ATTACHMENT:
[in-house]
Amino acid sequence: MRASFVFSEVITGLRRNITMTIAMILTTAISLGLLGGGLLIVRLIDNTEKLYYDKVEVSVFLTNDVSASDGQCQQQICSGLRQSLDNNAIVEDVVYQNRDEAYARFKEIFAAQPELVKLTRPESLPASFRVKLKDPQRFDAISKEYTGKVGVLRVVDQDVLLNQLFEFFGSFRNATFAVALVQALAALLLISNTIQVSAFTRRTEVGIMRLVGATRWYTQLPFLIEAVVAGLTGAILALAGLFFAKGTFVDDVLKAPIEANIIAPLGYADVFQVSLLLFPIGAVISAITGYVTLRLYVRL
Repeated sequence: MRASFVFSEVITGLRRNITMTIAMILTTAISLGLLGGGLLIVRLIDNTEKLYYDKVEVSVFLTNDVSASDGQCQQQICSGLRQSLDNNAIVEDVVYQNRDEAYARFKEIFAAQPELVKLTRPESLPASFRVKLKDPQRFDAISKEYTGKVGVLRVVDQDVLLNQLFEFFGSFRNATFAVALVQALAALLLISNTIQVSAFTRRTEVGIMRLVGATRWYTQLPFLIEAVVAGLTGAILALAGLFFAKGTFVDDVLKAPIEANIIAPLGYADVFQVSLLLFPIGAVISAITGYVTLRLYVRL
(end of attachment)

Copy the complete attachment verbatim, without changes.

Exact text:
[in-house]
Amino acid sequence: MRASFVFSEVITGLRRNITMTIAMILTTAISLGLLGGGLLIVRLIDNTEKLYYDKVEVSVFLTNDVSASDGQCQQQICSGLRQSLDNNAIVEDVVYQNRDEAYARFKEIFAAQPELVKLTRPESLPASFRVKLKDPQRFDAISKEYTGKVGVLRVVDQDVLLNQLFEFFGSFRNATFAVALVQALAALLLISNTIQVSAFTRRTEVGIMRLVGATRWYTQLPFLIEAVVAGLTGAILALAGLFFAKGTFVDDVLKAPIEANIIAPLGYADVFQVSLLLFPIGAVISAITGYVTLRLYVRL
Repeated sequence: MRASFVFSEVITGLRRNITMTIAMILTTAISLGLLGGGLLIVRLIDNTEKLYYDKVEVSVFLTNDVSASDGQCQQQICSGLRQSLDNNAIVEDVVYQNRDEAYARFKEIFAAQPELVKLTRPESLPASFRVKLKDPQRFDAISKEYTGKVGVLRVVDQDVLLNQLFEFFGSFRNATFAVALVQALAALLLISNTIQVSAFTRRTEVGIMRLVGATRWYTQLPFLIEAVVAGLTGAILALAGLFFAKGTFVDDVLKAPIEANIIAPLGYADVFQVSLLLFPIGAVISAITGYVTLRLYVRL